2. Efficiency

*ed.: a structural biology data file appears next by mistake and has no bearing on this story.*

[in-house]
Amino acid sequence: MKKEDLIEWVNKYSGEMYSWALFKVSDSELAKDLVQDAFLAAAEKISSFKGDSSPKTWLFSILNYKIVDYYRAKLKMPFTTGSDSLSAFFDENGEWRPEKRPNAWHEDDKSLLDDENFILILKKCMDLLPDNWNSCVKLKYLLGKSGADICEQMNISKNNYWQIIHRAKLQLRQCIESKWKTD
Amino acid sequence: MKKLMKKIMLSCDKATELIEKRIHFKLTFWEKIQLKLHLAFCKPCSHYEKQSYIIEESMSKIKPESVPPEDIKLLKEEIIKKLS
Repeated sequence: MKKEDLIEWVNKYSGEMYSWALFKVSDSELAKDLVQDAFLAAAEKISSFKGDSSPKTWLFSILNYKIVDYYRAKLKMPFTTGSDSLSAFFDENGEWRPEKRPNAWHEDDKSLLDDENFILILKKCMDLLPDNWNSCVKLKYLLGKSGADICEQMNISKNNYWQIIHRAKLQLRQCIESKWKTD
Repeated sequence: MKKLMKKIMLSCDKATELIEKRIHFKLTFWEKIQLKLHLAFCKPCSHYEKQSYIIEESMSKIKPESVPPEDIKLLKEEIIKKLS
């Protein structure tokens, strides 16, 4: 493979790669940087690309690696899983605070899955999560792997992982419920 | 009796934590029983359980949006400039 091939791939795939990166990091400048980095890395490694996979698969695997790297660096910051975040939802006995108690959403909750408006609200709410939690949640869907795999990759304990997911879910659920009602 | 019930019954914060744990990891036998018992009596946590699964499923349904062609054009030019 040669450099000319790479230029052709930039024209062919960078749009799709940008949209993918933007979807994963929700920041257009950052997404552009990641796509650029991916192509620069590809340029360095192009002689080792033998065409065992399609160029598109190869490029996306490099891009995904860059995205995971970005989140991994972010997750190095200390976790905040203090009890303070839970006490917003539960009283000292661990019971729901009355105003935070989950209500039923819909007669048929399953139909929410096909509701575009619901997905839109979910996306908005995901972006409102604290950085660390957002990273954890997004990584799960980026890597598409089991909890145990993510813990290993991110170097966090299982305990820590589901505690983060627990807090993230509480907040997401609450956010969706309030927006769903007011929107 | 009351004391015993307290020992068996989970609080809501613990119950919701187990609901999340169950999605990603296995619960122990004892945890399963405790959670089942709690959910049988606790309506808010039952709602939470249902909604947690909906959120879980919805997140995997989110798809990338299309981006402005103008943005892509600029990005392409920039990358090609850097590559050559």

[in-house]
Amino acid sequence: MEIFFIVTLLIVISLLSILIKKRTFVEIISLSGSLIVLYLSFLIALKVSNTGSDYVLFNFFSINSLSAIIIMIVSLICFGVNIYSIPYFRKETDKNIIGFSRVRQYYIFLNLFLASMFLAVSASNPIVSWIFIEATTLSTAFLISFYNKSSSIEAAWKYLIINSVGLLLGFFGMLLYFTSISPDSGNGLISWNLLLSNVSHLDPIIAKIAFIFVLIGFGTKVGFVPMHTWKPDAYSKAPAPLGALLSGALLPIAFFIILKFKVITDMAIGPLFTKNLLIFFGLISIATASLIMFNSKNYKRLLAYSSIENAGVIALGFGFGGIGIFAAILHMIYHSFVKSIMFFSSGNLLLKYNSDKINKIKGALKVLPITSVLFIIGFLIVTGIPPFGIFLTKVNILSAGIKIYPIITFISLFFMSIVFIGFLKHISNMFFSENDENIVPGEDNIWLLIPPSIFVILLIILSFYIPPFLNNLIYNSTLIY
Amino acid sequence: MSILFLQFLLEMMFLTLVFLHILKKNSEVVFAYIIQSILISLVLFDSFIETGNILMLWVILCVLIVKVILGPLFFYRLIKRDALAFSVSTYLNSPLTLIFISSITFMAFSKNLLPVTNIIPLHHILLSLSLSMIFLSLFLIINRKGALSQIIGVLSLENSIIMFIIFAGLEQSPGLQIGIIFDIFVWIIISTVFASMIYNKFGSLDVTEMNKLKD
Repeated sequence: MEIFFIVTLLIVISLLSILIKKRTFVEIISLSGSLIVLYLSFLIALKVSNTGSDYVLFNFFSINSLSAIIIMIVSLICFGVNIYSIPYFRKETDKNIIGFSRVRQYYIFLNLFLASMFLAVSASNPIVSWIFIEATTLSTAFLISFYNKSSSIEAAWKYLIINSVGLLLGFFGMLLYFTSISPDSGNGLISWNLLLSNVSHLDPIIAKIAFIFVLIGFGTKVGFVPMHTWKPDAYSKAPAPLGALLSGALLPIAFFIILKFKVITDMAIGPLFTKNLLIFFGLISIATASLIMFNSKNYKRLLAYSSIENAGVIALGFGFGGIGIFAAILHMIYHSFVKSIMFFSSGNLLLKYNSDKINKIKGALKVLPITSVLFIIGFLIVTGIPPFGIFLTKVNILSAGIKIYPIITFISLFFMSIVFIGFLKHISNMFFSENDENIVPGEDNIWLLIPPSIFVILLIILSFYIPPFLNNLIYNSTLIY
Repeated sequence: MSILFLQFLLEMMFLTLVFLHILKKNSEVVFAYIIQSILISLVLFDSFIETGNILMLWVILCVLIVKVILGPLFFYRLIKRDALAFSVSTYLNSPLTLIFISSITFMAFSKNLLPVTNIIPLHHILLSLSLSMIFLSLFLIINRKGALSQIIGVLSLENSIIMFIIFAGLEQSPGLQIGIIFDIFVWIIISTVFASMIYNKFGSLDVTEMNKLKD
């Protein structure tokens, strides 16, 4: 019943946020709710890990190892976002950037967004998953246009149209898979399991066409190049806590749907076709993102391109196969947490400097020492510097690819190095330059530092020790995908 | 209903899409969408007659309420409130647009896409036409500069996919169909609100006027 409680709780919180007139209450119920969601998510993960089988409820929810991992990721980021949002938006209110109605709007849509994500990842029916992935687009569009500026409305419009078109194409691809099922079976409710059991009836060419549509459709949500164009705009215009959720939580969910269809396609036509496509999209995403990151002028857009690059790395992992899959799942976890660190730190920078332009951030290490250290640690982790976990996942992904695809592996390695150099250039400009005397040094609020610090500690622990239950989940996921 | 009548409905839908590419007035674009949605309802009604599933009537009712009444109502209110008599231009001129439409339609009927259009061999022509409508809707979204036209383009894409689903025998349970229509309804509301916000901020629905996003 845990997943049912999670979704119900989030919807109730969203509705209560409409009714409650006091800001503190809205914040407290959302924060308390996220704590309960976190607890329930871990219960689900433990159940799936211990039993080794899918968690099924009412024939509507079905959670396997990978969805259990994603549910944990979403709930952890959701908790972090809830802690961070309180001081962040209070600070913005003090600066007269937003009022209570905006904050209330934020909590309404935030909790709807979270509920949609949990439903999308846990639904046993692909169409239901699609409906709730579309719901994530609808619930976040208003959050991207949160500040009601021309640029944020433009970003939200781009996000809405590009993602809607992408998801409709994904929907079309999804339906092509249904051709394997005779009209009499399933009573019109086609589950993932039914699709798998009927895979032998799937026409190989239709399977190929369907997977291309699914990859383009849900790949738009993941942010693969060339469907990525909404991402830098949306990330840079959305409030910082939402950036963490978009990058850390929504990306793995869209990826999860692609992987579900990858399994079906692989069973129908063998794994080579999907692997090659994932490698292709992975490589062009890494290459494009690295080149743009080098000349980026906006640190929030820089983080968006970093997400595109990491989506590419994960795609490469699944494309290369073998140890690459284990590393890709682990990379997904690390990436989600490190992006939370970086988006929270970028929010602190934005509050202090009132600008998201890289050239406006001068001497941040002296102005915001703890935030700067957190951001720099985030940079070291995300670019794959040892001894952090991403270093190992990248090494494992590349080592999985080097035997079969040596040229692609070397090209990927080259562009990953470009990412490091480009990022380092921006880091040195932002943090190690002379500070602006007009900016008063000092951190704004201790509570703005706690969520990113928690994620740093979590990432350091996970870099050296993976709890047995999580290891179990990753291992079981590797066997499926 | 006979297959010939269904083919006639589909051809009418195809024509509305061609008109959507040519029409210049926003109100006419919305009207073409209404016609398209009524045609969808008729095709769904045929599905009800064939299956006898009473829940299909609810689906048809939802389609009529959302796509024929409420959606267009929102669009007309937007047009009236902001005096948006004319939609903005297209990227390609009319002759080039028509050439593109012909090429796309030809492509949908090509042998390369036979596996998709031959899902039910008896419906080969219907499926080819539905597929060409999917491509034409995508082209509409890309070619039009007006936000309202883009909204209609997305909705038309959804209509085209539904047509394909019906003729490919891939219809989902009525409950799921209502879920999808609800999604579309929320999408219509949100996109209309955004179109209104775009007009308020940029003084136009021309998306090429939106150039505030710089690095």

The context of driving automation implies an opportunity to finally succeed in the implementation of dynamic traffic management strategies in a coordinated way. These strategies should be developed together with vehicle automation and implemented as the reliability of Autonomous Vehicles grows. With the removal of human middlemen who have poor reaction times when compared to machines and are prone to make mistakes in panic, efficient communication between the vehicles is possible. This might eliminate the need for traffic signals as vehicles can collectively decide their paths to avoid accidents. According to research at the University of Illinois at Urbana-Champaign (7 Benefits of Autonomous Cars, 2017), coordinated autonomous cars could eliminate the waves of traffic created by stop-and-go behaviour. This, in turn, will not only save people time but decrease the time their cars are on the roads and therefore reduce emissions. In addition, Rands Autonomous Vehicle Technology guide states that self- driving cars will provide a reduction in fuel economy by between 4% and 10%. This is supported by the Ohio University study (7 Benefits of Autonomous Cars, 2017), which puts a figure of 3.1 billion gallons of fuel as the amount wasted by US drivers each year – but could be avoided with Autonomous Vehicles. It is also predicted that lane capacity could increase by 100% to even 500%, which could result in a 20% increase in traffic speeds. According to KPMGs Connected and Autonomous Vehicles The UK Economic Opportunity, this can lead to a 40% decrease in travel time, allowing for better use of that time, and saving £20 billion in increased productivity. Meanwhile, in the US, autonomous cars are expected to save workers 80 billion hours lost to commuting, which will save the economy US$1.3 trillion.